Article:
*Geek Box: Soy Isoflavones & Prostate Cancer
Soy foods are rich in specific types of (poly)phenol compounds known as isoflavones, particularly genistein and daidzein. An important characteristic of the activity of soy isoflavones is the metabolism of daidzein by gut bacteria into a metabolite known as equol. Equol is exclusively a product of bacterial metabolism of daidzein and does not appear in the body unless soy foods are consumed in the diet.
One potential mechanism through which soy isoflavones and equol may lower PCa risk is through the oestrogen-receptor beta [ER-ß]. Of the two oestrogen-receptors, ER-alpha induces cell hyper-proliferation, a fancy term for the rapid growth and replication of cells that is an important characteristic of cancers. In contrast, ER-ß counteracts this process, and both genistein and equol display a high affinity for binding to the ER-ß, which may suppress cell growth.
Importantly for PCa, ER-ß is present in the prostate gland. Another potential role for equol is in relation to the androgen, dihydrotestosterone [DHT], as high circulating levels of DHT appear to stimulate the growth of cancerous cells in the prostate. Equol has been shown to bind to DHT, thus preventing it from binding to androgen-receptors in the prostate. Genistein may also inhibit the production of prostate-specific antigen [PSA], an androgen-dependent gene.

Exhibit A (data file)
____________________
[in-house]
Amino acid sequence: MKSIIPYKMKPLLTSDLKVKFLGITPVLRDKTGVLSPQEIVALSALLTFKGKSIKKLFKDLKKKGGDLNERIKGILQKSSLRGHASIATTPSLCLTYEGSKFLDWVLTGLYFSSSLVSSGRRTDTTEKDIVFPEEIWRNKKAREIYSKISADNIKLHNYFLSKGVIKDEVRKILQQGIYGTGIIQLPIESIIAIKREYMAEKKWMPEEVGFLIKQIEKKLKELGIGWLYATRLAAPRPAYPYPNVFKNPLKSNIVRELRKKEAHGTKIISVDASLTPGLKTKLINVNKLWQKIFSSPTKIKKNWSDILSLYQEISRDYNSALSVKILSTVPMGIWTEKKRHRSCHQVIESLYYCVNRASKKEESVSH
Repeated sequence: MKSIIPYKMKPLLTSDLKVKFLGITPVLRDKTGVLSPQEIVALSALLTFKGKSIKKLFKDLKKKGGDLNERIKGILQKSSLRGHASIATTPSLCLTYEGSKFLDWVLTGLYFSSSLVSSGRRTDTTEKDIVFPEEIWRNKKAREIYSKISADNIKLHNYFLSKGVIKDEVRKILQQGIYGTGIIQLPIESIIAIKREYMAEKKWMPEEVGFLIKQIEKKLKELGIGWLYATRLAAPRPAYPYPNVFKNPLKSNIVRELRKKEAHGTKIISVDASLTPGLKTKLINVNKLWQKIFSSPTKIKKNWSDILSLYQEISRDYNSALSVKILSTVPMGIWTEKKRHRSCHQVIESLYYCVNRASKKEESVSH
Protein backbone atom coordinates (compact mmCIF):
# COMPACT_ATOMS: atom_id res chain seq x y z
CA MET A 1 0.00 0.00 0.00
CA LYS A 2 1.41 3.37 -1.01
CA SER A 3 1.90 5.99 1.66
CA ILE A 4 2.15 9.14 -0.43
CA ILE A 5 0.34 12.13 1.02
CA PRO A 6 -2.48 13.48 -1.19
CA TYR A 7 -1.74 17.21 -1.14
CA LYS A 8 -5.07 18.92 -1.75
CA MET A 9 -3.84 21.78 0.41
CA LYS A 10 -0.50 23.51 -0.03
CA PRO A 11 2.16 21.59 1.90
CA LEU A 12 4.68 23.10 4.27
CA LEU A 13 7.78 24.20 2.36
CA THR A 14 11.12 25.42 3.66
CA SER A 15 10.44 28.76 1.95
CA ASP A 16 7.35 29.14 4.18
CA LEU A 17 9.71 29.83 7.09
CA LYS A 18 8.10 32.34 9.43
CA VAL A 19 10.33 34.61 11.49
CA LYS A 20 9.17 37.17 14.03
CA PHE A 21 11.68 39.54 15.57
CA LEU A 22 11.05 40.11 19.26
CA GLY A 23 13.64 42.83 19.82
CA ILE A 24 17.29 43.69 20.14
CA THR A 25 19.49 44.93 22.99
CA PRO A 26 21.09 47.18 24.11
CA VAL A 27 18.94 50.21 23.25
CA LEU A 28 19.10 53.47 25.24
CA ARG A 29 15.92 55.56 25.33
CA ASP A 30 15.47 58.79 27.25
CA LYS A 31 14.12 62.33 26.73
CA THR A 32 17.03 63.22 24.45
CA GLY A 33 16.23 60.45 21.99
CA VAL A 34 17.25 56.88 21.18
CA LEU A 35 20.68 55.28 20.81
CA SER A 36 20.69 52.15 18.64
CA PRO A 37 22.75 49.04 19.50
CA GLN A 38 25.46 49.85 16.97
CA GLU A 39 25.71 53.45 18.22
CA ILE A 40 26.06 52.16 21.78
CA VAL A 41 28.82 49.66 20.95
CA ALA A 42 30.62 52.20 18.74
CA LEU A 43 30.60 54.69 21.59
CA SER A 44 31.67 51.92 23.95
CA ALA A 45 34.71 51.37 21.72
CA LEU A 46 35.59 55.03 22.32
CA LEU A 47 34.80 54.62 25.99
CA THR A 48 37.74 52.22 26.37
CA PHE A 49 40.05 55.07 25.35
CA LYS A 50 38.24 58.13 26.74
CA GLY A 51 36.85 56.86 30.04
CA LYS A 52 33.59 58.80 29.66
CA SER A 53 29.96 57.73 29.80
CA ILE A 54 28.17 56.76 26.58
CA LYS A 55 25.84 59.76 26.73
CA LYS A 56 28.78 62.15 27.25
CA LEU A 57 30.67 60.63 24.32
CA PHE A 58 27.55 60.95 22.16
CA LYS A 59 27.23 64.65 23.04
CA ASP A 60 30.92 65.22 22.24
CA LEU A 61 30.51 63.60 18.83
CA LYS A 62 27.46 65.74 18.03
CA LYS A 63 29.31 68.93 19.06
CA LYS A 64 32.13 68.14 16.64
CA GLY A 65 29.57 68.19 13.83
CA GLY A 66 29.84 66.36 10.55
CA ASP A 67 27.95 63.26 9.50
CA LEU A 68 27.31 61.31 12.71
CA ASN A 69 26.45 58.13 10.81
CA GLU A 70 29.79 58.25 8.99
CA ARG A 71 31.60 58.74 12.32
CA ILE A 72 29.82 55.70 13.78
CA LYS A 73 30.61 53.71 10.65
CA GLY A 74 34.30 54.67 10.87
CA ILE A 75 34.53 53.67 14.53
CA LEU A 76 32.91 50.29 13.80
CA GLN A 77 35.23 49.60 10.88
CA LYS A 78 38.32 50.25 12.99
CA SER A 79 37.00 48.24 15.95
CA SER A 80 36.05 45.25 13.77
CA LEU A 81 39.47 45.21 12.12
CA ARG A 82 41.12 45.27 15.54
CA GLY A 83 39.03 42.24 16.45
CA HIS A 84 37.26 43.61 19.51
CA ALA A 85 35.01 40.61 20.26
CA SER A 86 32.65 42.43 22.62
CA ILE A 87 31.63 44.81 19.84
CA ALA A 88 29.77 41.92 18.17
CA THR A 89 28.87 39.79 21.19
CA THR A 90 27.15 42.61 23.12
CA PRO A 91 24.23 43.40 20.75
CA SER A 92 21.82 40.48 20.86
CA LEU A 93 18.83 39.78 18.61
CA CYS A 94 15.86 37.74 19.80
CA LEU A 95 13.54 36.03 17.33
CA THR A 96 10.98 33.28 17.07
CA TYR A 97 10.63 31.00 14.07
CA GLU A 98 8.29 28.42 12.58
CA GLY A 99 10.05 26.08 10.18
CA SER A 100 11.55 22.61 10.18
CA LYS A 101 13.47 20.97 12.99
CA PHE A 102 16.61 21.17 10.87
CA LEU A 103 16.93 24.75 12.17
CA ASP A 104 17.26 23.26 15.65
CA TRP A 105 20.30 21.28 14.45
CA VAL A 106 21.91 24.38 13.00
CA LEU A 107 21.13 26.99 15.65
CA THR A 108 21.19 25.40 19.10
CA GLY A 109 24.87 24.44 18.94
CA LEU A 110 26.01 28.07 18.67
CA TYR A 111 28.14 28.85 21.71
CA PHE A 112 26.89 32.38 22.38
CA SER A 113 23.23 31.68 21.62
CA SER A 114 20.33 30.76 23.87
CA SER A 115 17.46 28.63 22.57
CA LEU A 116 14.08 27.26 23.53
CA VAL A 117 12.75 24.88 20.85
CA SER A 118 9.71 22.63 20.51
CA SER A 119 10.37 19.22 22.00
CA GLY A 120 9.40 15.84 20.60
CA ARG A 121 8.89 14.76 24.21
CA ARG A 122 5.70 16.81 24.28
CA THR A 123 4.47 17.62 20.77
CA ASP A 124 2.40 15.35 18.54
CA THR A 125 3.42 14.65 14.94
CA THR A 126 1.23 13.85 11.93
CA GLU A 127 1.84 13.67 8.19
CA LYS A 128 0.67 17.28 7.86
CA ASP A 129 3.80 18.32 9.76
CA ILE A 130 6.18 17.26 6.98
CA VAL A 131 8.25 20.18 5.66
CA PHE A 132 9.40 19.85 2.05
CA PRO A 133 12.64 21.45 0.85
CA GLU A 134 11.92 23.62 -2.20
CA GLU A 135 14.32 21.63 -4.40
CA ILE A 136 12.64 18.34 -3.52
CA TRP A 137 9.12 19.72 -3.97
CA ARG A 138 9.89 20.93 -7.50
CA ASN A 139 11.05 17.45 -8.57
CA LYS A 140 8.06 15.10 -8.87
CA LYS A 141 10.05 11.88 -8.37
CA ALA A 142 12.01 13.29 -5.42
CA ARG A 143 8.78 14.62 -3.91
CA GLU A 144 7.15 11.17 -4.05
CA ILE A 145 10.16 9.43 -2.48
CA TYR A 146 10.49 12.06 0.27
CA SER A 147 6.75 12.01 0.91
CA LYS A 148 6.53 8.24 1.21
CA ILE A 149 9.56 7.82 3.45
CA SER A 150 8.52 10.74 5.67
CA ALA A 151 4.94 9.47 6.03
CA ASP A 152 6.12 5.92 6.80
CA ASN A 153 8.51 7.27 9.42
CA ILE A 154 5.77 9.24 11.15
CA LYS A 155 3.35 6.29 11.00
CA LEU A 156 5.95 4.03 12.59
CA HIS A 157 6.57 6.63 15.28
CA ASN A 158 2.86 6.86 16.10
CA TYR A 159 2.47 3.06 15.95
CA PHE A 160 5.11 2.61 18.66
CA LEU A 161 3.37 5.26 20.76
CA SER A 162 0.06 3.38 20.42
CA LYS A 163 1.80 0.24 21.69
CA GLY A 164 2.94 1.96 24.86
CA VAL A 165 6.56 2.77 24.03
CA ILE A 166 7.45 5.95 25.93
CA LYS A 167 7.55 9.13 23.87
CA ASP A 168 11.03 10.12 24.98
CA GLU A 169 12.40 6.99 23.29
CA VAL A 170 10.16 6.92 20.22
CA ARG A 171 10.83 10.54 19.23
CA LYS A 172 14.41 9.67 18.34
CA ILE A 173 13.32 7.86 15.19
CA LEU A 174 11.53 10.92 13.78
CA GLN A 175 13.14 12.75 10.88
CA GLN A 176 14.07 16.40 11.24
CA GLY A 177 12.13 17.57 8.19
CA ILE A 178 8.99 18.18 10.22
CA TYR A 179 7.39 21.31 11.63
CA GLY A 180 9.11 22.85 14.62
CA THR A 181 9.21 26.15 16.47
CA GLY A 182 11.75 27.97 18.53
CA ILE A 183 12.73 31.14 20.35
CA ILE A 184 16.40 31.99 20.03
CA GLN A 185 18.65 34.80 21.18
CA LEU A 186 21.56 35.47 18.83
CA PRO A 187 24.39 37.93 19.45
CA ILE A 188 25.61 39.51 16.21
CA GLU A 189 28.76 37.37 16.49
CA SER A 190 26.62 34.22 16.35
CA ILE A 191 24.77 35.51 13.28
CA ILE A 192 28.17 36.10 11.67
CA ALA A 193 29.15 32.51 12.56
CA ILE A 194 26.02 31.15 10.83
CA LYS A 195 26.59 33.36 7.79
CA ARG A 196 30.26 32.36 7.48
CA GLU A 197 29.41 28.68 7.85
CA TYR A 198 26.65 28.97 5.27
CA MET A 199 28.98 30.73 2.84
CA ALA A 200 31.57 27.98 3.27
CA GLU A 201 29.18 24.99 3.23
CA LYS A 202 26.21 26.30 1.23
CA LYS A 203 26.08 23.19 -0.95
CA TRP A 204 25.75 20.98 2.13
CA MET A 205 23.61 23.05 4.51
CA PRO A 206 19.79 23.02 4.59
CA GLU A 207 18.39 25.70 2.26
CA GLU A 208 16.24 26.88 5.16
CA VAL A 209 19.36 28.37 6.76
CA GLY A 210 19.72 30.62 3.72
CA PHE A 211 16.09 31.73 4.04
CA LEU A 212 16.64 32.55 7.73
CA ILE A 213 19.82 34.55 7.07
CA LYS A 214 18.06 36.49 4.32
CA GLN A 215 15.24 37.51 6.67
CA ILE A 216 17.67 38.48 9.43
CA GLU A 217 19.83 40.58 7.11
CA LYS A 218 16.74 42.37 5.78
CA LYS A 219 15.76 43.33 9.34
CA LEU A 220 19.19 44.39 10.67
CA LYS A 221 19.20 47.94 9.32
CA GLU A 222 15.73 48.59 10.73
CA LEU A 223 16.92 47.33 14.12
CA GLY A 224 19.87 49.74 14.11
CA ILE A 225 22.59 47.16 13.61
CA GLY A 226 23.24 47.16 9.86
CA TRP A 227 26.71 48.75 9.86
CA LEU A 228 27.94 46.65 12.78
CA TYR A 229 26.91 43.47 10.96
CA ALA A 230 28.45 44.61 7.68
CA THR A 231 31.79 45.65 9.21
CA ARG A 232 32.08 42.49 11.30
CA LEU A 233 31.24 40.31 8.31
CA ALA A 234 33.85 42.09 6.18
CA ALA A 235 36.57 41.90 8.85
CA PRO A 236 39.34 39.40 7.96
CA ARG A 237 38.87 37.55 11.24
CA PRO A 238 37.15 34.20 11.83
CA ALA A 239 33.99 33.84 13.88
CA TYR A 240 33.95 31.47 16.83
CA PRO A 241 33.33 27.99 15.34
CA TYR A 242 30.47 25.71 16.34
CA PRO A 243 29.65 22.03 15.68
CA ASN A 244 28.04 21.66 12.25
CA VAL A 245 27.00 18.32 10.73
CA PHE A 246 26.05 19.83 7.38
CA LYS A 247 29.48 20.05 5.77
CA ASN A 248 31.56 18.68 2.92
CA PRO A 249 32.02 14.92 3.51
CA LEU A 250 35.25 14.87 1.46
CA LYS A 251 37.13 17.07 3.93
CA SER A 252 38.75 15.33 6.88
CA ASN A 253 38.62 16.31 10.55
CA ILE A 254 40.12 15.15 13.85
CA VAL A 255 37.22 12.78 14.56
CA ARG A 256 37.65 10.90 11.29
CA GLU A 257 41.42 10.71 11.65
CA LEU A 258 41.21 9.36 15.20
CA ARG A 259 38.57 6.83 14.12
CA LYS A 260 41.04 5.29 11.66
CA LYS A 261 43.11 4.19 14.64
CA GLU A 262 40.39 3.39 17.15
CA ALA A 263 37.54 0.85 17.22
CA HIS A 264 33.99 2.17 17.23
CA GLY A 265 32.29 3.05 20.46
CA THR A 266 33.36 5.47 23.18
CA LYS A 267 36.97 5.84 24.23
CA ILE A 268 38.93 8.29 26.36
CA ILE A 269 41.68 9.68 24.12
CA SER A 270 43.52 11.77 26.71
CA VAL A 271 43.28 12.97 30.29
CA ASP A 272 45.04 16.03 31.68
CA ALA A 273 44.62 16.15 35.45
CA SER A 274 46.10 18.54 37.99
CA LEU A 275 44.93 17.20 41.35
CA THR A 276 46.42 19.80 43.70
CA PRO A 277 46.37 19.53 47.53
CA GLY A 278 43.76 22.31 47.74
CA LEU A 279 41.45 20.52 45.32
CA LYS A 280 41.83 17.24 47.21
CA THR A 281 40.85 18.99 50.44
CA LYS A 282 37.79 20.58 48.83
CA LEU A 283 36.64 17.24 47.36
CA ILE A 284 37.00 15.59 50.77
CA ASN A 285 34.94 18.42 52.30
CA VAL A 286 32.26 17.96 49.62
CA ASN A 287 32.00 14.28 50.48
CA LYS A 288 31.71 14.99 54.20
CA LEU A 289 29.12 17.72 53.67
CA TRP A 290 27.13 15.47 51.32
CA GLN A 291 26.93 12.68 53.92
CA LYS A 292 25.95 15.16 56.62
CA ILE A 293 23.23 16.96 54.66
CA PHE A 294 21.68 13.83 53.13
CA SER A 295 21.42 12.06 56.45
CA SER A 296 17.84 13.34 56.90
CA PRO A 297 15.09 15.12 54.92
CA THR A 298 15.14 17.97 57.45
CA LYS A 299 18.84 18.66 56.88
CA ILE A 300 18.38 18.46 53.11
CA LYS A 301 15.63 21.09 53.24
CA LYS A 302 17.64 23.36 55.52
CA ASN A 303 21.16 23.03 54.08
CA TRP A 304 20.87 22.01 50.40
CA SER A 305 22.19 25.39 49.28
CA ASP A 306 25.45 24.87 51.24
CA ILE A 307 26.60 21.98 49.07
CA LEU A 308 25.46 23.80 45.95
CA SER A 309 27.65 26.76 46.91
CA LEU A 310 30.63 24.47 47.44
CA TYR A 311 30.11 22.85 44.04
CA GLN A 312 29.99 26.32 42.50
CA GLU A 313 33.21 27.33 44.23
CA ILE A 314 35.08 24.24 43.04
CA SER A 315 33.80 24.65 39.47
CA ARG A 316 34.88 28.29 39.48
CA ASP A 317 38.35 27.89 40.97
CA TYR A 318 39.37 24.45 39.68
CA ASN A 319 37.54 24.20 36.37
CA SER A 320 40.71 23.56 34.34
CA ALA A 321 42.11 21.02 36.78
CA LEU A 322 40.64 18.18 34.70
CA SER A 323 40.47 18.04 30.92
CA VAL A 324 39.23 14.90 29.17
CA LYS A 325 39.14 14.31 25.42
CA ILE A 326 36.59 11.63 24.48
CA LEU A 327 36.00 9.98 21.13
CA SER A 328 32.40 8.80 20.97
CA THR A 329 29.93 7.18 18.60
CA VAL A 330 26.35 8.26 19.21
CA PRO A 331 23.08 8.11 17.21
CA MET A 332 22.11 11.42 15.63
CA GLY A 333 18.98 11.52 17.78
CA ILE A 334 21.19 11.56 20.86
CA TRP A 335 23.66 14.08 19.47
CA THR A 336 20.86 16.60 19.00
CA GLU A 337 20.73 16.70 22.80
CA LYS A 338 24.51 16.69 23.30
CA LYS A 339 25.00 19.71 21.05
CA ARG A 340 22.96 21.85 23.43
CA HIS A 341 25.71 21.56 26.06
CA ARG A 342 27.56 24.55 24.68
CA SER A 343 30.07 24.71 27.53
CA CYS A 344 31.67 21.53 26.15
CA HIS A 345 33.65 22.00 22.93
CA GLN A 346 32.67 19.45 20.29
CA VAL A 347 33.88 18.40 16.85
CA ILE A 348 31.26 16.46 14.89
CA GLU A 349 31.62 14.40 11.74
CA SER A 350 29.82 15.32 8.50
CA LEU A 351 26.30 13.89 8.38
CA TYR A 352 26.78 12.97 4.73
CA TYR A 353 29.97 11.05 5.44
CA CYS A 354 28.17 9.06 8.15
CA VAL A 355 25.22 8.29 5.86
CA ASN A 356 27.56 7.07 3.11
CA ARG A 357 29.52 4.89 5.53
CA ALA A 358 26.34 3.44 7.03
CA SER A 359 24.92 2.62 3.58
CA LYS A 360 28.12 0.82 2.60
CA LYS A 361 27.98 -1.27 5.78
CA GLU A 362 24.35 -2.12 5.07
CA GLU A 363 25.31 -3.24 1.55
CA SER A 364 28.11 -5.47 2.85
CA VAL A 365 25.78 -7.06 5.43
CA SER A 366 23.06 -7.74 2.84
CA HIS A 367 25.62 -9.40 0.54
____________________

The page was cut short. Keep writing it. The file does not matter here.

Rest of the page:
It is important to note that these potential mechanisms are mostly derived from either animal models or in vitro studies, so we must be cautious not to over-extrapolate. However, such evidence is useful in considering the biological plausibility of associations noted in epidemiology. It is important to note that each of the mechanisms identified for soy isoflavones and equol in the prostate that influence the androgen-receptor pathways are independent of actual effects on male sex hormone production, e.g., testosterone, as soy consumption has no adverse effects on testosterone levels.